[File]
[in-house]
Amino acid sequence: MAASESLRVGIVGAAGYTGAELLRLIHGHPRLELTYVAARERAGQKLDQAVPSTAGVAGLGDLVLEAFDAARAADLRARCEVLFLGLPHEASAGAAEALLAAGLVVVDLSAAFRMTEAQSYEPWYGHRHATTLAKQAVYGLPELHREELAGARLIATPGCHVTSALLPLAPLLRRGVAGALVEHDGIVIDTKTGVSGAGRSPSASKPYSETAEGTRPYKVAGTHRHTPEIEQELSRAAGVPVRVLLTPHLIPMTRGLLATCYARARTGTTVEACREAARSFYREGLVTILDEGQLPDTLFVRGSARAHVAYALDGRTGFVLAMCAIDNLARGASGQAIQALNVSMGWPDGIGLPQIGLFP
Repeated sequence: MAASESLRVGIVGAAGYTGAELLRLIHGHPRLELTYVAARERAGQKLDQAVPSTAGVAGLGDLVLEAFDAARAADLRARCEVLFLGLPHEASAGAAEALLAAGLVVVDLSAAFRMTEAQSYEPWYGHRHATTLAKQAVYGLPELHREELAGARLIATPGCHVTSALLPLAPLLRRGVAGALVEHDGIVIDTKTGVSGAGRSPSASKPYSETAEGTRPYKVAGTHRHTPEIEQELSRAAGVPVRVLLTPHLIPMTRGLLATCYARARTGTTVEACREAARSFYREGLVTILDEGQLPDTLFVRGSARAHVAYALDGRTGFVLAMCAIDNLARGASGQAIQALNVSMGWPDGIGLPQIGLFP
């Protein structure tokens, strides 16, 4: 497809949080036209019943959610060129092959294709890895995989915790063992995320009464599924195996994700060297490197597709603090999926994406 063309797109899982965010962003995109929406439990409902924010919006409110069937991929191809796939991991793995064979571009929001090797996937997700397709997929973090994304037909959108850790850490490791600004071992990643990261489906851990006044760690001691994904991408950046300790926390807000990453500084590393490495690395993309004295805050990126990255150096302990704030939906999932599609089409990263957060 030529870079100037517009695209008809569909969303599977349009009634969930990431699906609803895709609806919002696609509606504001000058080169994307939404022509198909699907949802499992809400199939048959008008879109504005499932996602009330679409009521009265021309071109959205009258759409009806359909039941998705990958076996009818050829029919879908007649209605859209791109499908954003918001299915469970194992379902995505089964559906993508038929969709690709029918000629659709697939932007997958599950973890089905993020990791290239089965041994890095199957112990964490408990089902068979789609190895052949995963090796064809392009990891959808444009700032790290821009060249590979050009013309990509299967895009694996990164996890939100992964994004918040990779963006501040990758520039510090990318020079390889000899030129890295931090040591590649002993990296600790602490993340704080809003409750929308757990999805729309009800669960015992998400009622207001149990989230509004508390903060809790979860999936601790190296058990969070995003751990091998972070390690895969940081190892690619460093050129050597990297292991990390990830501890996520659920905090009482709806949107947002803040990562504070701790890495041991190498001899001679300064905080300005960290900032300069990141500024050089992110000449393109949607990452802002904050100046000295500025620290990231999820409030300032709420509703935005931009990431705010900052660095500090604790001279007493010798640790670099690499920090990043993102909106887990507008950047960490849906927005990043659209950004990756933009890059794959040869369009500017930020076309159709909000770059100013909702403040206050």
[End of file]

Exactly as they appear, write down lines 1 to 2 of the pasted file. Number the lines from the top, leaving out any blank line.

[in-house]
Amino acid sequence: MAASESLRVGIVGAAGYTGAELLRLIHGHPRLELTYVAARERAGQKLDQAVPSTAGVAGLGDLVLEAFDAARAADLRARCEVLFLGLPHEASAGAAEALLAAGLVVVDLSAAFRMTEAQSYEPWYGHRHATTLAKQAVYGLPELHREELAGARLIATPGCHVTSALLPLAPLLRRGVAGALVEHDGIVIDTKTGVSGAGRSPSASKPYSETAEGTRPYKVAGTHRHTPEIEQELSRAAGVPVRVLLTPHLIPMTRGLLATCYARARTGTTVEACREAARSFYREGLVTILDEGQLPDTLFVRGSARAHVAYALDGRTGFVLAMCAIDNLARGASGQAIQALNVSMGWPDGIGLPQIGLFP